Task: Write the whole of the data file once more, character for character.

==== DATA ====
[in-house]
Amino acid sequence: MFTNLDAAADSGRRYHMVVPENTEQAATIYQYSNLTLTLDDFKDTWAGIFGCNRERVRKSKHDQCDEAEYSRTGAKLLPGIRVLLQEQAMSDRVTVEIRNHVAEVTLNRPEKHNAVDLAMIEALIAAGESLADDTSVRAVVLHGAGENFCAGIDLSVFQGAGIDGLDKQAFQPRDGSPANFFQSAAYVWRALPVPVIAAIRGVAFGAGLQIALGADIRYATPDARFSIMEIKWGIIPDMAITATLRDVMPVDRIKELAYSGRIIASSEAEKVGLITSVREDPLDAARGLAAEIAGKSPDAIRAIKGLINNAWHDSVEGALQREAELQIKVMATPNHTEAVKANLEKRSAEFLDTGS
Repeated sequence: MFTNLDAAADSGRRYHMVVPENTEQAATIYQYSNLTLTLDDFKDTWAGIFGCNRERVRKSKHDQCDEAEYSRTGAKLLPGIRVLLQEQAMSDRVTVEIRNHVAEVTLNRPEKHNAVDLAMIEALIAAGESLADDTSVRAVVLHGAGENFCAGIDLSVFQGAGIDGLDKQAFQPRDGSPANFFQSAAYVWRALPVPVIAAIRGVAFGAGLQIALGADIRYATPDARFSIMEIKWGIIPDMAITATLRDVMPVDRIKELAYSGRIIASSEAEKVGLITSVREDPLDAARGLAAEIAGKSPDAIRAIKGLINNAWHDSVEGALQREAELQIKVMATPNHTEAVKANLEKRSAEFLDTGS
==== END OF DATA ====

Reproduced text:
[in-house]
Amino acid sequence: MFTNLDAAADSGRRYHMVVPENTEQAATIYQYSNLTLTLDDFKDTWAGIFGCNRERVRKSKHDQCDEAEYSRTGAKLLPGIRVLLQEQAMSDRVTVEIRNHVAEVTLNRPEKHNAVDLAMIEALIAAGESLADDTSVRAVVLHGAGENFCAGIDLSVFQGAGIDGLDKQAFQPRDGSPANFFQSAAYVWRALPVPVIAAIRGVAFGAGLQIALGADIRYATPDARFSIMEIKWGIIPDMAITATLRDVMPVDRIKELAYSGRIIASSEAEKVGLITSVREDPLDAARGLAAEIAGKSPDAIRAIKGLINNAWHDSVEGALQREAELQIKVMATPNHTEAVKANLEKRSAEFLDTGS
Repeated sequence: MFTNLDAAADSGRRYHMVVPENTEQAATIYQYSNLTLTLDDFKDTWAGIFGCNRERVRKSKHDQCDEAEYSRTGAKLLPGIRVLLQEQAMSDRVTVEIRNHVAEVTLNRPEKHNAVDLAMIEALIAAGESLADDTSVRAVVLHGAGENFCAGIDLSVFQGAGIDGLDKQAFQPRDGSPANFFQSAAYVWRALPVPVIAAIRGVAFGAGLQIALGADIRYATPDARFSIMEIKWGIIPDMAITATLRDVMPVDRIKELAYSGRIIASSEAEKVGLITSVREDPLDAARGLAAEIAGKSPDAIRAIKGLINNAWHDSVEGALQREAELQIKVMATPNHTEAVKANLEKRSAEFLDTGS